Meaning of prise in English:

prise

(also prize)

Pronunciation /prʌɪz/

Translate prise into Spanish

verb

with object and adverbial of direction
  • 1Use force in order to move, move apart, or open (something)

    ‘I tried to prise Joe's fingers away from the stick’
    • ‘using a screwdriver, he prised open the window’
    • ‘Last year there were 10 break-outs and 33 unsuccessful escape attempts, each involving detainees prising open windows under cover of darkness.’
    • ‘Gingerly prising the door open half-expecting a private party or aftermath of a wedding reception, we were pleasantly surprised to be ushered in and offered drinks.’
    • ‘Eventually when it was prised open, I found some yellowed and brittle sheets of paper, most of them hand-written, but illegible now.’
    • ‘The lid of the freezer gave a tiny groan as we prised it open.’
    • ‘Rescue workers managed to prise it open but no one was found inside.’
    • ‘Culture can prise open minds and penetrate perceptions in a way that politics has long since failed to do.’
    • ‘She prised them apart and pulled out a crumbling flake of card.’
    • ‘To clean the scallops, prise the shells open with a knife, scraping and loosening from the flat shell.’
    • ‘Broken edges can be made neat by cutting a square of turf behind the damage, prising it free, moving it forward and trimming off the broken part.’
    • ‘At the time of writing, the hospitals of Baghdad are overflowing with the wounded and dying, as the city is prised apart by American tanks.’
    • ‘At about 3.15 pm a section of the steel fencing was prised apart by some revellers.’
    • ‘Three minutes later the Liverpool defence was prised apart, alarmingly.’
    • ‘I tried to prise it apart with a ruler, then I tried using a pair of scissors to try and lever the infernal plastic spindle apart.’
    • ‘Lift the clumps carefully and prise the bulbs apart causing as little damage to the roots as possible.’
    • ‘The shale is extremely fragile, and Gess's main tool has been a pen knife, with which he systematically prises layers apart, centimetre by centimetre, or even millimetre by millimetre.’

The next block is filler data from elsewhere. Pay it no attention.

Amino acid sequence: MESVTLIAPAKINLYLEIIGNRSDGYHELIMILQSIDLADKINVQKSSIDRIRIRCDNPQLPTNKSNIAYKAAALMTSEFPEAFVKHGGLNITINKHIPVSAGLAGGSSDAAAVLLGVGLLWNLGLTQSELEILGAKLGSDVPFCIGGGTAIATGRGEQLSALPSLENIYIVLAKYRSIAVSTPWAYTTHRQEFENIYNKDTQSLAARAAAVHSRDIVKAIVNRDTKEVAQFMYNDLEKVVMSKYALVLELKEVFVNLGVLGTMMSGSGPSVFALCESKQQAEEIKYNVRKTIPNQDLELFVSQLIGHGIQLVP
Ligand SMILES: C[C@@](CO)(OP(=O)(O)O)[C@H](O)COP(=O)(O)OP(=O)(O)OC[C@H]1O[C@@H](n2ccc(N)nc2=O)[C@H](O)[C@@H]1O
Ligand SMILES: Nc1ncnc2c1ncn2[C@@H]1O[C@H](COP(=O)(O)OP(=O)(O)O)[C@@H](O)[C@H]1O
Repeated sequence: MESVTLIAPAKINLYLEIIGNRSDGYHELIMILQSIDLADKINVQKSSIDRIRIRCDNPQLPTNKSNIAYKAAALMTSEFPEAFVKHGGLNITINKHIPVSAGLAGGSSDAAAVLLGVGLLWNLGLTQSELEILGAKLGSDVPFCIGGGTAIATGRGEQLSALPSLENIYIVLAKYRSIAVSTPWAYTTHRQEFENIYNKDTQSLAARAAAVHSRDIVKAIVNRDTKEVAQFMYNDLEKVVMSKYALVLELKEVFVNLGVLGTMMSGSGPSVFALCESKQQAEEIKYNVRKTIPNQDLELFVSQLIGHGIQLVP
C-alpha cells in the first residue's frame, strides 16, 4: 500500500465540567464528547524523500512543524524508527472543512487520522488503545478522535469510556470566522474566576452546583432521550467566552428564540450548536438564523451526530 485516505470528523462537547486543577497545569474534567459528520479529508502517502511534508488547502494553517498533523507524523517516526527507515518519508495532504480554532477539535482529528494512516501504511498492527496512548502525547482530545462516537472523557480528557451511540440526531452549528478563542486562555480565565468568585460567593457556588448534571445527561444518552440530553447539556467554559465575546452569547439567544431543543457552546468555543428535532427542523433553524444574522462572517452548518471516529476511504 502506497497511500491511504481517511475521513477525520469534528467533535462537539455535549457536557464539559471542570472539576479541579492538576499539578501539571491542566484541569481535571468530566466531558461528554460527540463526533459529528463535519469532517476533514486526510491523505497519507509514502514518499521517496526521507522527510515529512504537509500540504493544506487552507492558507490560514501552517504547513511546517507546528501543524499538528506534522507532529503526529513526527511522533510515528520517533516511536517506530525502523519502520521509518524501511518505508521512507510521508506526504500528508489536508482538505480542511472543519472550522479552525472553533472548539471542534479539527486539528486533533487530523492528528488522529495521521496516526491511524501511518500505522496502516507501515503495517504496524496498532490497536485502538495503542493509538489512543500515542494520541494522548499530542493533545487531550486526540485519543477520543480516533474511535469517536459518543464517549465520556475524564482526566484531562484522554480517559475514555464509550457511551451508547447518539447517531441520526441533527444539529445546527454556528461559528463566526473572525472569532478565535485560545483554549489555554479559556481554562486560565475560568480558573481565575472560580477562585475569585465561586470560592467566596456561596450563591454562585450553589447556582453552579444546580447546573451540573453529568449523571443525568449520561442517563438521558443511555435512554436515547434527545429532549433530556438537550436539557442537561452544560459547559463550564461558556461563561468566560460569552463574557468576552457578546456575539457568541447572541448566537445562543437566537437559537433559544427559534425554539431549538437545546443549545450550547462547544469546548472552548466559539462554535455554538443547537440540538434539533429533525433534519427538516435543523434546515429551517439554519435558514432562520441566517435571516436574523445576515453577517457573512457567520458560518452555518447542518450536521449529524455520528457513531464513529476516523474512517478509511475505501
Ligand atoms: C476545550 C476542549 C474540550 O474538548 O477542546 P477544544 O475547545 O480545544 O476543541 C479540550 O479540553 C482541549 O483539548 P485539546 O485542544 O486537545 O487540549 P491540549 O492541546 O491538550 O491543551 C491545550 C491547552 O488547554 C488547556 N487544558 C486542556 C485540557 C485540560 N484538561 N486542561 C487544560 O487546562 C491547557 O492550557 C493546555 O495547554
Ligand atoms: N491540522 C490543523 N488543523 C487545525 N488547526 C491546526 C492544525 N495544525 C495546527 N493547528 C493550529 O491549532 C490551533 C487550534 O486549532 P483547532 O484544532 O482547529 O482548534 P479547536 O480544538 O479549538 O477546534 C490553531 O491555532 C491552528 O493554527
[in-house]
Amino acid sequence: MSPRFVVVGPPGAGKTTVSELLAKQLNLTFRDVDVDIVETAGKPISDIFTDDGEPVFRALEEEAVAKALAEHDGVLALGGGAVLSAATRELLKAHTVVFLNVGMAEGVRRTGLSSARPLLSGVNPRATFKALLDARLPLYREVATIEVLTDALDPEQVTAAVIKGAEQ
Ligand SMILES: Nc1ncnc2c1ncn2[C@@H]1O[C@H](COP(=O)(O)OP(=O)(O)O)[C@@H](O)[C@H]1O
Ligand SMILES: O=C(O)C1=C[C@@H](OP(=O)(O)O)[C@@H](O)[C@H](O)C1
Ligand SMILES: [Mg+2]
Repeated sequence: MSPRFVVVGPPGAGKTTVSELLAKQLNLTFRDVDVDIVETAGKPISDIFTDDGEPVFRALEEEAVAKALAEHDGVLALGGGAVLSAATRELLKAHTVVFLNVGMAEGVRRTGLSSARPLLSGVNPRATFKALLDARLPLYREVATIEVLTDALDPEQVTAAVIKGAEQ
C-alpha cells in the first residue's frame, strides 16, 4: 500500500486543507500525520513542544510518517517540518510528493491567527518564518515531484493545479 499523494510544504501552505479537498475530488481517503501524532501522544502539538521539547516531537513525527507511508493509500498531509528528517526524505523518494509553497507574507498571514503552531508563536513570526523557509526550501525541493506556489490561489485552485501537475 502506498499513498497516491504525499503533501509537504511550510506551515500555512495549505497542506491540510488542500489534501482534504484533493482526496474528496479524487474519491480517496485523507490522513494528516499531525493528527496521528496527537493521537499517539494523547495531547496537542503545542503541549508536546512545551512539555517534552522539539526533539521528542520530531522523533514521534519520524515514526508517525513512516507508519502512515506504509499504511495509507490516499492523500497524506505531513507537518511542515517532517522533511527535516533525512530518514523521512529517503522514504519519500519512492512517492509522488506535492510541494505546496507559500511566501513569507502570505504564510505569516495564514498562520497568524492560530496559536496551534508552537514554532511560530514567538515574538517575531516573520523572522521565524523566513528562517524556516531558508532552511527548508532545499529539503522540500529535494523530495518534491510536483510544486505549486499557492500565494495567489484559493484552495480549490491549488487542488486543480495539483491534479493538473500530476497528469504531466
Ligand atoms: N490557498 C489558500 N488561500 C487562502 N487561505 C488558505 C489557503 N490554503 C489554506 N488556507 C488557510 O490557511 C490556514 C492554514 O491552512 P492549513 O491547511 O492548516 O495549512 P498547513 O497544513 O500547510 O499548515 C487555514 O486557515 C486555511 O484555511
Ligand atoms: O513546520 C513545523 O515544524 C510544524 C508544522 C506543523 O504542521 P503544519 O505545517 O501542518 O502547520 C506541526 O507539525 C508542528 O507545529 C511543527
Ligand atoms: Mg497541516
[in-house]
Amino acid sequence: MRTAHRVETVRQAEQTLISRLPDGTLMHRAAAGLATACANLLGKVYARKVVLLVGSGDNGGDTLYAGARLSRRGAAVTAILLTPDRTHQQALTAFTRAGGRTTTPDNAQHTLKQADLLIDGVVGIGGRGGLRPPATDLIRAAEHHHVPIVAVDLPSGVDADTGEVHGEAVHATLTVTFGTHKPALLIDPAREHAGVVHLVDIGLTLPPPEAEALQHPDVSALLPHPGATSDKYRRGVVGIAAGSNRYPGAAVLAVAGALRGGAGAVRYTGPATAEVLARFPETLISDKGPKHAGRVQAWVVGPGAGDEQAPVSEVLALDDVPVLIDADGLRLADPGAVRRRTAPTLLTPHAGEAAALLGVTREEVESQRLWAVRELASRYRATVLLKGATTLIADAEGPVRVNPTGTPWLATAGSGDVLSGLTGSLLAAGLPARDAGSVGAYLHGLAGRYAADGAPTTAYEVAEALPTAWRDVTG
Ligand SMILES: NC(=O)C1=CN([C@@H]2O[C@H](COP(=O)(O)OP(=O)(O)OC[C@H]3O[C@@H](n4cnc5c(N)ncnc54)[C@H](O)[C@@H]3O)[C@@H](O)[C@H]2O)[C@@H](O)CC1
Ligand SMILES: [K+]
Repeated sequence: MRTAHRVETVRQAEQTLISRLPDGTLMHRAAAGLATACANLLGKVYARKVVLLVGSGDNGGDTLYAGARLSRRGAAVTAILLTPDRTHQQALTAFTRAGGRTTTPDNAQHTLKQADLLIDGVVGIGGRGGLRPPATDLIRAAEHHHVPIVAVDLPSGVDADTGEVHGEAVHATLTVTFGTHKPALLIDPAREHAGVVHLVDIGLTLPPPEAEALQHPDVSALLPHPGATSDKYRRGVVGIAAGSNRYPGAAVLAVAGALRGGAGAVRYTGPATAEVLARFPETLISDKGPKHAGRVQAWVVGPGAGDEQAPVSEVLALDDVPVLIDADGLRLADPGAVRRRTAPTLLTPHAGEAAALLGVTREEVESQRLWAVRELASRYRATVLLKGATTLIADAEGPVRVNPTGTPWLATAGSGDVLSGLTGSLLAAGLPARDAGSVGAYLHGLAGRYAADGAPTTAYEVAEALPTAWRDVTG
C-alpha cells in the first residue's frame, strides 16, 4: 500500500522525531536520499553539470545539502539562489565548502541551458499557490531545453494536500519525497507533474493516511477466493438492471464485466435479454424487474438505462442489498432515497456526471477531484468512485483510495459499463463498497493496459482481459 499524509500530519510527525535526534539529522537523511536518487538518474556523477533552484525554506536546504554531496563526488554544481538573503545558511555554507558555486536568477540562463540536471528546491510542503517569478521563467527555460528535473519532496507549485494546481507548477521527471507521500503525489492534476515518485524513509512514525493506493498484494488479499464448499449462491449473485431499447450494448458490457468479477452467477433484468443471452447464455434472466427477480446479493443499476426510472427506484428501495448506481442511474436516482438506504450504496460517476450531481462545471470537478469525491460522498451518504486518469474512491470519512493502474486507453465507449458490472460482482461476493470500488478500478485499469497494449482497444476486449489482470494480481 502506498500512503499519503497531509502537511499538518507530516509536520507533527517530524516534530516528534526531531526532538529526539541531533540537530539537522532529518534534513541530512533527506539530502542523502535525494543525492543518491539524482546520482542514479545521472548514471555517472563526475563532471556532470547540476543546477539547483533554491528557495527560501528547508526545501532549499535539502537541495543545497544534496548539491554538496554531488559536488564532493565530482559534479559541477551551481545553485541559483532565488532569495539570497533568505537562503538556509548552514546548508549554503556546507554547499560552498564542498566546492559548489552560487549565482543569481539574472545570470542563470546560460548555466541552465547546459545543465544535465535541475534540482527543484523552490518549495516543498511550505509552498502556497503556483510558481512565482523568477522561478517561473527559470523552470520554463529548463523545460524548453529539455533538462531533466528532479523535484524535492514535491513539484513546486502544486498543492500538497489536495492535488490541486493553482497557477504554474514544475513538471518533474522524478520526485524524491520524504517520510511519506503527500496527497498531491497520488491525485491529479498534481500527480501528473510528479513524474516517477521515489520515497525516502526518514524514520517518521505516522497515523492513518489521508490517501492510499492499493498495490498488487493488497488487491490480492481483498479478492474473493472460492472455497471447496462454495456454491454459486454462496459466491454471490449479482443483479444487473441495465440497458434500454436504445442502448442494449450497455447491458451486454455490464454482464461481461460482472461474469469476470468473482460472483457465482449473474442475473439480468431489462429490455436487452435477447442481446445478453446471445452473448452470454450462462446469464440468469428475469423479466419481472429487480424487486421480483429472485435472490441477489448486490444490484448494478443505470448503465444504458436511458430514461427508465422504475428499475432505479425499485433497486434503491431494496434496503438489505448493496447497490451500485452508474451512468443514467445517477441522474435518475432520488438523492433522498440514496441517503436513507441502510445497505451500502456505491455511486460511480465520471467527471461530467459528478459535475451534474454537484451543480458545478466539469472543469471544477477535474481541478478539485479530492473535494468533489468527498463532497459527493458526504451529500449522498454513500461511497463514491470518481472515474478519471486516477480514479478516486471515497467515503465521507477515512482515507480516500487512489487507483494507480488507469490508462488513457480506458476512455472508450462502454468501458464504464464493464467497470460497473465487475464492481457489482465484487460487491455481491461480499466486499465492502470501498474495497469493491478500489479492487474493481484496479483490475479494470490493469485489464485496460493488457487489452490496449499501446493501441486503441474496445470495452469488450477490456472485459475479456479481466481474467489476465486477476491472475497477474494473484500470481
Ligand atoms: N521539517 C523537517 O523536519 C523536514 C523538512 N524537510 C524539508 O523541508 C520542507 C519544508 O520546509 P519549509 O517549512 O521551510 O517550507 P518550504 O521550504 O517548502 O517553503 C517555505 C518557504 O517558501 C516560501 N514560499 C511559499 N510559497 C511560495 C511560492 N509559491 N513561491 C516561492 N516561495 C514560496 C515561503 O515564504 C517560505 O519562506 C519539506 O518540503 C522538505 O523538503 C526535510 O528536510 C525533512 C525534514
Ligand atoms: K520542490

• ‘Navy also looked to be the favourites as Air Force had almost prised the championship away from Army on the Sunday, losing by only a goal in the dying moments of the game.’
    • ‘Company staff were forced to carry out the grim task of prising the animals free.’
    • ‘Fire surrounds, wall panelling and window sills were all prised out and shipped along the coast.’
    • ‘By prising the gas and electricity markets away from state-owned monopolies, EU policy aims to get prices down - and that could mean higher consumption.’
    • ‘Alli insists his offer fully values the business, despite industry claims that he will need to push the bid to at least £120m to have any chance of prising the station from SMG.’
    • ‘While prizing Chris away from the dog kennels (cos he really wants a little dog), one or two cats caught our eye.’
    • ‘Too few people have been persuaded out of their cars and on to public transport; now they are being prized out.’
    • ‘Anyway last night, after I managed to prize Debbie off the computer, going for just one more click for about ten minutes, we went upstairs to watch The Others.’
    • ‘Well, no, it's just I need to prize myself from the Internet over the examination period and that means sacrificing blog updates.’
    lever, force, wrench, pull, wrest, twist
    View synonyms
    1. 1.1prise something out of/fromObtain something from (someone) with effort or difficulty.
      ‘I got the loan, though I had to prise it out of him’
      • ‘By dint of not mentioning snow, I gently prised the story out of him, learning that he'd fumbled the first deal and lost two or three months in the process.’
      • ‘So I said ‘What if I prise a contract out of him for the winter as well and we all move out there?’’
      • ‘The Australian Cricket Board, to their eternal shame, secretly fined the players then covered it up until the papers prised the story out of them.’
      • ‘Pearson was playing political hardball, using a pragmatic strategy designed to prise extra resources out of a conservative electorate and its government.’
      • ‘My weight knocked him off his feet and I wrestled with him in the mud of the street, swearing and cuffing at his head, until I managed to prise my wallet out of his hand.’
      extract with difficulty, obtain with difficulty, worm out
      View synonyms

Origin

Late 16th century from dialect prise ‘lever’, from Old French prise ‘grasp, taking hold’. Compare with pry.